Cost Factor Associated with Lab Countertops

If you oversee the selection of countertops for a new or renovated lab, there are a lot of things to consider. Money is probably the most important to many people. You likely have a certain budget and need to work around that. However, it’s also important that the lab counter tops are capable of sustaining all of the work done on them throughout the day. We’ll look at a few of the most common materials for countertops and what they bring to the table, including the cost factor.

Phenolic Resin

Lab counter tops made of phenolic resin are a fairly new technology. The phenolic resin is created by fusing many layers of craft paper that are steeped in resin. These layers all combine to make a one-piece countertop that is built to last. The core of these countertops are black, but some suppliers sell them in other colors with a coating applied. In most cases, these come in one-inch thickness.

This countertop is excellent for chemical resistance and can handle heat exposure of up to 350 degrees Fahrenheit. If you choose a coated countertop, any scratches or abrasions will eventually show the black core. This is an excellent option but can be more expensive than lab counter tops made of lower quality materials.

Epoxy Resin

This type of countertop is well-known and is used in many laboratories. The non-porous nature makes it great for chemicals, and it also does not absorb moisture, so that it can be installed near sinks. This material is created using filler material, silica, epoxy resin, and a hardener.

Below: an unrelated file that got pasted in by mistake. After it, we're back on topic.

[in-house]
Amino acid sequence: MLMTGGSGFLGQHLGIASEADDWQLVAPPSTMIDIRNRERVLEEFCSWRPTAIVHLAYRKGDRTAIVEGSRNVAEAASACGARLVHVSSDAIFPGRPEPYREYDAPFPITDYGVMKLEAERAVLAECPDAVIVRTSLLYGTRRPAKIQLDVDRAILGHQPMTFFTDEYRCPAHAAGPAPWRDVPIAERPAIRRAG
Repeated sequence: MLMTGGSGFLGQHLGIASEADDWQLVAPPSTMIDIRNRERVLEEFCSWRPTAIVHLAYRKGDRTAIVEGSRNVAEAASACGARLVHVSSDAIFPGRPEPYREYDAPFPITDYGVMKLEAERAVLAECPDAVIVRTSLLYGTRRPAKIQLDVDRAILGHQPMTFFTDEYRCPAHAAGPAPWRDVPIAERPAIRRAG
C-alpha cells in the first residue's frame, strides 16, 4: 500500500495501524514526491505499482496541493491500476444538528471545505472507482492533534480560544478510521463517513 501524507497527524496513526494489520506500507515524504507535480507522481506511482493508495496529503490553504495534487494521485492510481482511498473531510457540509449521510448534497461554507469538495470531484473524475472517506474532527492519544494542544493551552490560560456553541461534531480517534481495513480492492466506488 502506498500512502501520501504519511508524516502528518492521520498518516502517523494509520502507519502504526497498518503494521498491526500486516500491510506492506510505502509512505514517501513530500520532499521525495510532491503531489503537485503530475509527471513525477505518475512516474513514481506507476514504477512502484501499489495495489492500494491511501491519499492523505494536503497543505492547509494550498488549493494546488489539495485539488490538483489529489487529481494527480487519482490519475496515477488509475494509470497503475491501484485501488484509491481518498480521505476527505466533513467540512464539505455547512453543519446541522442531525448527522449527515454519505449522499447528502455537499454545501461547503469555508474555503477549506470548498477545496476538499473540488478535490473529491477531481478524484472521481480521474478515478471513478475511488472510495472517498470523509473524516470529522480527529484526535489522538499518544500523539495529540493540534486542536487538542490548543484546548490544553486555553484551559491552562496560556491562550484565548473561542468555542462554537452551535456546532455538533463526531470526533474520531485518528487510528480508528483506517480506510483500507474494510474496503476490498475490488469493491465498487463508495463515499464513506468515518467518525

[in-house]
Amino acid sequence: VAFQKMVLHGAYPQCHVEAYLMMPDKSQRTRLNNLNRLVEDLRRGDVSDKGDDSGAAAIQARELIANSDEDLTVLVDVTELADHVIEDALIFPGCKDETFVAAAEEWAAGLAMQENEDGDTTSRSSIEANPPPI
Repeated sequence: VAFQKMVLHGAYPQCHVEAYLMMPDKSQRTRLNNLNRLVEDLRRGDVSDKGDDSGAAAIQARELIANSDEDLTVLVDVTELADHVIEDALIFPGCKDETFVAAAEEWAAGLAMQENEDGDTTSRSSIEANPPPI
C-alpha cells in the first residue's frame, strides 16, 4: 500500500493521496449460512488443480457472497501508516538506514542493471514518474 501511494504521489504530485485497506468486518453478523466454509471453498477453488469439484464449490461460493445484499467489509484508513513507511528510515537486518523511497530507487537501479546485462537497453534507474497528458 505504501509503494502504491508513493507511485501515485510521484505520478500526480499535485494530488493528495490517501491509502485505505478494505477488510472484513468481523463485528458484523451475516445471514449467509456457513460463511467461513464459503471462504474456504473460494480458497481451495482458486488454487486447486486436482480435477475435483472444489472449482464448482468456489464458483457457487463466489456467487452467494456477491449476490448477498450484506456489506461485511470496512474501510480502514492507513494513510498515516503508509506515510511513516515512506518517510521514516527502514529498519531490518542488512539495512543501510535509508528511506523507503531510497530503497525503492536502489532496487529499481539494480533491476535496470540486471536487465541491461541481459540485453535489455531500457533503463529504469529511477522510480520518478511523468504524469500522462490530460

This is a more affordable option for many and often is used for pharmaceutical labs, biomedical labs, and industrial testing. It also does not suffer from scratches or scrapes if something happens to the surface. As such, many people choose this material for the price and durability.

Other Options

While these two options are quite popular, there are other possibilities. Plastic laminate is a low-cost alternative but doesn’t do well with moisture, heat, or chemicals. Butcher block wood countertops are another possibility but not acceptable for every application. It does absorb any spills which can be a huge problem. Finally, stainless steel is a potential option. They are durable and built to last but are a bit more expensive and can corrode with the use of chemicals.

At AGR Fabricators, we provide only the best lab countertops on the market. We’d be happy to help you choose the right option for your business or laboratory. You can find out more about our products at the website